This Issue is taking time out from our current exploration of the methodology or 'mind-set' of Motivational Interviewing. Inspired by recent discussions with colleagues in Ireland, this editorial offers some thoughts about the 'heart-set' of MI. In particular our practice of acceptance of our client's autonomy: why respecting this is vital and challenging and what it can feel like when we lose our way with embodying this attribute. I hope you find this month's editorial supportive and thought provoking.
A central tenet of client centered work is that the client’s understanding of themselves and their lives is privileged over what the counselling professional may think or believe they ‘know’ about the client. The client is considered the expert in their lives.
This core idea can guide all aspects of our communications with our client. This includes the skill of affirming. When we focus on our client's ideas and knowledge of their strengths and positive qualities we are potentially opening up a powerful new aspect to this very helpful micro-skill. We are inviting co-creation and autonomy in affirming.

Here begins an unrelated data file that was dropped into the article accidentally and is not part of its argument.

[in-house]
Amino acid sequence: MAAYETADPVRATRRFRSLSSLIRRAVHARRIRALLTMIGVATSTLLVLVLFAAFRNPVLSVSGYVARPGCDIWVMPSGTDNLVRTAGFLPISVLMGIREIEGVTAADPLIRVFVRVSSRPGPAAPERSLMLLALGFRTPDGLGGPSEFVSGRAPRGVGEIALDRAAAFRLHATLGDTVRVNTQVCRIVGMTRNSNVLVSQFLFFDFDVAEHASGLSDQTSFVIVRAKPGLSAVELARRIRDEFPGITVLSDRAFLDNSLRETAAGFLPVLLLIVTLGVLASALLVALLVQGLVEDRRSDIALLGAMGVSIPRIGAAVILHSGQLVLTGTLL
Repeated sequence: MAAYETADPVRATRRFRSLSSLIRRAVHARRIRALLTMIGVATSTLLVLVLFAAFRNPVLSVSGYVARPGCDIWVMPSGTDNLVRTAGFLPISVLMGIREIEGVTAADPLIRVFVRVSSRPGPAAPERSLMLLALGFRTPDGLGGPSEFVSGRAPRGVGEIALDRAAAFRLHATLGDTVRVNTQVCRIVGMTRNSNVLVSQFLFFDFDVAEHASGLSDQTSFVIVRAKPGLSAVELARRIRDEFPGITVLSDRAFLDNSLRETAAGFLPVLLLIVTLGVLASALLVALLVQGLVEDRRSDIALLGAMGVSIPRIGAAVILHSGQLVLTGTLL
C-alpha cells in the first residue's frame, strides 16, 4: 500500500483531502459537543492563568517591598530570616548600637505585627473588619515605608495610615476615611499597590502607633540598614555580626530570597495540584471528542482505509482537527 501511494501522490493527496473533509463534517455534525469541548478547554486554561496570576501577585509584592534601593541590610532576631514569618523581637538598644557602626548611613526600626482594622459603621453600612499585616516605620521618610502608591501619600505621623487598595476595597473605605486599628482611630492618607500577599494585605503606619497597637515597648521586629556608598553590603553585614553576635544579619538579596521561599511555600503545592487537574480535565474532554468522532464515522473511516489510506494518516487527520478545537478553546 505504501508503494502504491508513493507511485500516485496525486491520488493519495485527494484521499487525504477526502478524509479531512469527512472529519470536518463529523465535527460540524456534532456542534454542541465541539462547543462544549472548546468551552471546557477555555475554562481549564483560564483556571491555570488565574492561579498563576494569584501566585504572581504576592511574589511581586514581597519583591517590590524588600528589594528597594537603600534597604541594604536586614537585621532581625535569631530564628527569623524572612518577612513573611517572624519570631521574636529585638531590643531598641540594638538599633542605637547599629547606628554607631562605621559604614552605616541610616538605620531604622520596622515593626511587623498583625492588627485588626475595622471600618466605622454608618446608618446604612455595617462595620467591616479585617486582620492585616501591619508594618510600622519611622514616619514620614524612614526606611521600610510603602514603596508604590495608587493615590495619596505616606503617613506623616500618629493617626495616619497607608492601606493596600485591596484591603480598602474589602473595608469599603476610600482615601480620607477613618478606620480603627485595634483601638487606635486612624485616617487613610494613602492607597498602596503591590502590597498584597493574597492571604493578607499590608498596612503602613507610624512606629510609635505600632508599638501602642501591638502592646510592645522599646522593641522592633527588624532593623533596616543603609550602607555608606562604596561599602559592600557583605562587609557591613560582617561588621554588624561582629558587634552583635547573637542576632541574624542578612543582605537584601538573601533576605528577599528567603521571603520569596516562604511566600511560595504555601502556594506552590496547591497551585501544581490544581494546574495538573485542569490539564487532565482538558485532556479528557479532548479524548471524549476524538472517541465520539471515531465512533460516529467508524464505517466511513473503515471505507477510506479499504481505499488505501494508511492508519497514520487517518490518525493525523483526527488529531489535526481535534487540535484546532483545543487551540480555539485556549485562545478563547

You may be able to hear the invitation for autonomy and co-creation in affirming in this quote from Motivational Interviewing 3rd ed :
‘The spirit of MI starts from a [….] strengths-focused premise, that people already have within them much of what is needed, and your task is to evoke it, to call it forth. The implicit message is ‘You have what you need, and together we will find it’ p21
Miller and Rollnick
So, in this issue we are exploring merging these two principal MI ideas:
Calling forth the client's knowledge and emphasising their autonomy (this reduces resistance and enhances empowerment in the change process)
Affirming our client's strengths (this increases hope and confidence to change)
Read on to discover more about this powerful skill mash up!